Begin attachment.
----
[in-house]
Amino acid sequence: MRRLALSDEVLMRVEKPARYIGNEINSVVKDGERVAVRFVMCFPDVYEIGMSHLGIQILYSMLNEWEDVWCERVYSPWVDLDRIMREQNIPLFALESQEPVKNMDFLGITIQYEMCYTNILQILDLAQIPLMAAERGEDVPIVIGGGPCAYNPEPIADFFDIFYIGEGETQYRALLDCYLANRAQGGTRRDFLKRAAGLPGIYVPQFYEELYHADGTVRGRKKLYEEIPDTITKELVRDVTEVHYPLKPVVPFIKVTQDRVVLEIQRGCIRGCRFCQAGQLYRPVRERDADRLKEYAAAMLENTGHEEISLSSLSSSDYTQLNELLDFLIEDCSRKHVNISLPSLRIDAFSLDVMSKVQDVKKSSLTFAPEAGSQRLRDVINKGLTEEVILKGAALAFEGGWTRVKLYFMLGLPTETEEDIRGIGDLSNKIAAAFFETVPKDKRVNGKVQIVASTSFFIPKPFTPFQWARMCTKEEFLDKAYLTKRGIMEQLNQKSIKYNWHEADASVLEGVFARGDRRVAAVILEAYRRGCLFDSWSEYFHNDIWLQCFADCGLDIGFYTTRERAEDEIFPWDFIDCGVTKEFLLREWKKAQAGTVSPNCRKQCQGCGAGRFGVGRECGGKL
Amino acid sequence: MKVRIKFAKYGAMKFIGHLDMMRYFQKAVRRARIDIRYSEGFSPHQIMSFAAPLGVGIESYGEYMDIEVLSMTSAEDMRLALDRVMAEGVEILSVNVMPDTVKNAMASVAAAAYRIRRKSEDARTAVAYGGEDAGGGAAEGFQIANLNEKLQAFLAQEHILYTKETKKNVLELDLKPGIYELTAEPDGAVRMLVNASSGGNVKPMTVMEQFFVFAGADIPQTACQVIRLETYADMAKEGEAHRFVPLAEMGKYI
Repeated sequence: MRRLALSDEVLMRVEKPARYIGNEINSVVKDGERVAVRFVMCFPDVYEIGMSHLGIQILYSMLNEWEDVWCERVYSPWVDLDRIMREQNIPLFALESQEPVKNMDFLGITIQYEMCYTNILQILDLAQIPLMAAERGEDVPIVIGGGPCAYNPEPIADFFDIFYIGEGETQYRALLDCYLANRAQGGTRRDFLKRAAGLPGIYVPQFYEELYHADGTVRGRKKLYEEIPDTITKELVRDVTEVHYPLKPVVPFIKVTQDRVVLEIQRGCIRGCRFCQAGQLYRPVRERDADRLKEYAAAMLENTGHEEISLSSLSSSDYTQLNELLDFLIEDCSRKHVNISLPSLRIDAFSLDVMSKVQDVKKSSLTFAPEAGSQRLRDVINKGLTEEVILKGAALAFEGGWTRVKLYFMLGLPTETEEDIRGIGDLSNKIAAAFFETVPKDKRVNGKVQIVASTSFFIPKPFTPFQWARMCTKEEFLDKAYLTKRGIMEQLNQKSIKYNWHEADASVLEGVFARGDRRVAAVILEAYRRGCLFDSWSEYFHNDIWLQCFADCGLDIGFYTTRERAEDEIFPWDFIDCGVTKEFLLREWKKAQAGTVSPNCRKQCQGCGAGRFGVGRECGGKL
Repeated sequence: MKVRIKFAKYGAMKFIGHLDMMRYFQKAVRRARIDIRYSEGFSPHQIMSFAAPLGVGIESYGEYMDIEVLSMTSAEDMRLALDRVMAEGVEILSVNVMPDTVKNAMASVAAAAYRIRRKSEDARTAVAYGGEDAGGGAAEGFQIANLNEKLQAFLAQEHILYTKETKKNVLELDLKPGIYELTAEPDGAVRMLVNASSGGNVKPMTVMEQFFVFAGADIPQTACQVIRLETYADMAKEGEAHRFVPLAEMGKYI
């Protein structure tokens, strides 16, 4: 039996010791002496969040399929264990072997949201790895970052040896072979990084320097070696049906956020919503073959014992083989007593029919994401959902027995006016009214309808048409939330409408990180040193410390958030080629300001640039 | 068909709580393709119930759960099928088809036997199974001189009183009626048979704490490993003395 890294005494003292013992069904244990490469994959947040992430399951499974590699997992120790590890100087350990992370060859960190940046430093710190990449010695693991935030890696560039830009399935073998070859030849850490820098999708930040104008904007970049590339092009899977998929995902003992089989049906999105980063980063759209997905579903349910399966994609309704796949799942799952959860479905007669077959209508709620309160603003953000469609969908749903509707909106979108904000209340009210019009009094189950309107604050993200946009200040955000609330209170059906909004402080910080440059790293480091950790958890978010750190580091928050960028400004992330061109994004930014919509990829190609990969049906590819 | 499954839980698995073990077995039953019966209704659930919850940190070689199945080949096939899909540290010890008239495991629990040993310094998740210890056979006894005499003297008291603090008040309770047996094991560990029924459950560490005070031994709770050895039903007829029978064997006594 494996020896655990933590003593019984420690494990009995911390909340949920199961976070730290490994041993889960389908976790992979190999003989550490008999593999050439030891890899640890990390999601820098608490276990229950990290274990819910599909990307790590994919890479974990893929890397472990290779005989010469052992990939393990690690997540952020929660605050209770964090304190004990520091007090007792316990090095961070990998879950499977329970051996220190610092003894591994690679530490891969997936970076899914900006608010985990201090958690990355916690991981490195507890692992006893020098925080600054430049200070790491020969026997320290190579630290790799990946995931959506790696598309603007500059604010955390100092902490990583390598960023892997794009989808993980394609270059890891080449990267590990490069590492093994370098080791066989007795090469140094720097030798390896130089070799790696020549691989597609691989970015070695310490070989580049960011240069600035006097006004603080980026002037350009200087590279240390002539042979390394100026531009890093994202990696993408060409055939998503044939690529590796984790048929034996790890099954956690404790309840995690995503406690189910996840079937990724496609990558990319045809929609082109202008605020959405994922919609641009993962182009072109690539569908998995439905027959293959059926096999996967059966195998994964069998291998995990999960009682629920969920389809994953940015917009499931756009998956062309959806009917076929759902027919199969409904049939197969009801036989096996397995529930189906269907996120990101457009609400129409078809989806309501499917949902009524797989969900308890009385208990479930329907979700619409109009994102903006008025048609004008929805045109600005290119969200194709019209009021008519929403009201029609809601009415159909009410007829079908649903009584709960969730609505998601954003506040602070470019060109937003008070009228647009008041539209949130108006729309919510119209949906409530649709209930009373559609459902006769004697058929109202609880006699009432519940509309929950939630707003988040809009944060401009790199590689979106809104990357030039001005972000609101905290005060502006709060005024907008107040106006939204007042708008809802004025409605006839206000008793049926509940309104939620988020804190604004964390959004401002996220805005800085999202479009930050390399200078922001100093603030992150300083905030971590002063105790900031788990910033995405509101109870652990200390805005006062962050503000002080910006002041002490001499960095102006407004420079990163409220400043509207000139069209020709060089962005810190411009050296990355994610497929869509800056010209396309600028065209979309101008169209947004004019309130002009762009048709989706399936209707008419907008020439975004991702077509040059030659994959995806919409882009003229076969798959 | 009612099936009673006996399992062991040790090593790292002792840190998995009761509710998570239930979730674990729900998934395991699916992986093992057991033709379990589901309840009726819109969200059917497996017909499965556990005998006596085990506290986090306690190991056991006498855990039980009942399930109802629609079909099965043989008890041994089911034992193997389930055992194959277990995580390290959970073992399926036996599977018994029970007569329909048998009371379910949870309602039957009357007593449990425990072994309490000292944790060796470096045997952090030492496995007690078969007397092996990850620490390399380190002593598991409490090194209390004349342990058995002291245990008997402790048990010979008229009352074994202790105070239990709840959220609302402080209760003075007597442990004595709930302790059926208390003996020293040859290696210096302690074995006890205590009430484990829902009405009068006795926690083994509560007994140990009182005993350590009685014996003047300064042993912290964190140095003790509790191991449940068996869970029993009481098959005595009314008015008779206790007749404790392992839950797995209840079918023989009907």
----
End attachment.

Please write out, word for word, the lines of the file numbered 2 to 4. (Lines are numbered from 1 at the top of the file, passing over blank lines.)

Amino acid sequence: MRRLALSDEVLMRVEKPARYIGNEINSVVKDGERVAVRFVMCFPDVYEIGMSHLGIQILYSMLNEWEDVWCERVYSPWVDLDRIMREQNIPLFALESQEPVKNMDFLGITIQYEMCYTNILQILDLAQIPLMAAERGEDVPIVIGGGPCAYNPEPIADFFDIFYIGEGETQYRALLDCYLANRAQGGTRRDFLKRAAGLPGIYVPQFYEELYHADGTVRGRKKLYEEIPDTITKELVRDVTEVHYPLKPVVPFIKVTQDRVVLEIQRGCIRGCRFCQAGQLYRPVRERDADRLKEYAAAMLENTGHEEISLSSLSSSDYTQLNELLDFLIEDCSRKHVNISLPSLRIDAFSLDVMSKVQDVKKSSLTFAPEAGSQRLRDVINKGLTEEVILKGAALAFEGGWTRVKLYFMLGLPTETEEDIRGIGDLSNKIAAAFFETVPKDKRVNGKVQIVASTSFFIPKPFTPFQWARMCTKEEFLDKAYLTKRGIMEQLNQKSIKYNWHEADASVLEGVFARGDRRVAAVILEAYRRGCLFDSWSEYFHNDIWLQCFADCGLDIGFYTTRERAEDEIFPWDFIDCGVTKEFLLREWKKAQAGTVSPNCRKQCQGCGAGRFGVGRECGGKL
Amino acid sequence: MKVRIKFAKYGAMKFIGHLDMMRYFQKAVRRARIDIRYSEGFSPHQIMSFAAPLGVGIESYGEYMDIEVLSMTSAEDMRLALDRVMAEGVEILSVNVMPDTVKNAMASVAAAAYRIRRKSEDARTAVAYGGEDAGGGAAEGFQIANLNEKLQAFLAQEHILYTKETKKNVLELDLKPGIYELTAEPDGAVRMLVNASSGGNVKPMTVMEQFFVFAGADIPQTACQVIRLETYADMAKEGEAHRFVPLAEMGKYI
Repeated sequence: MRRLALSDEVLMRVEKPARYIGNEINSVVKDGERVAVRFVMCFPDVYEIGMSHLGIQILYSMLNEWEDVWCERVYSPWVDLDRIMREQNIPLFALESQEPVKNMDFLGITIQYEMCYTNILQILDLAQIPLMAAERGEDVPIVIGGGPCAYNPEPIADFFDIFYIGEGETQYRALLDCYLANRAQGGTRRDFLKRAAGLPGIYVPQFYEELYHADGTVRGRKKLYEEIPDTITKELVRDVTEVHYPLKPVVPFIKVTQDRVVLEIQRGCIRGCRFCQAGQLYRPVRERDADRLKEYAAAMLENTGHEEISLSSLSSSDYTQLNELLDFLIEDCSRKHVNISLPSLRIDAFSLDVMSKVQDVKKSSLTFAPEAGSQRLRDVINKGLTEEVILKGAALAFEGGWTRVKLYFMLGLPTETEEDIRGIGDLSNKIAAAFFETVPKDKRVNGKVQIVASTSFFIPKPFTPFQWARMCTKEEFLDKAYLTKRGIMEQLNQKSIKYNWHEADASVLEGVFARGDRRVAAVILEAYRRGCLFDSWSEYFHNDIWLQCFADCGLDIGFYTTRERAEDEIFPWDFIDCGVTKEFLLREWKKAQAGTVSPNCRKQCQGCGAGRFGVGRECGGKL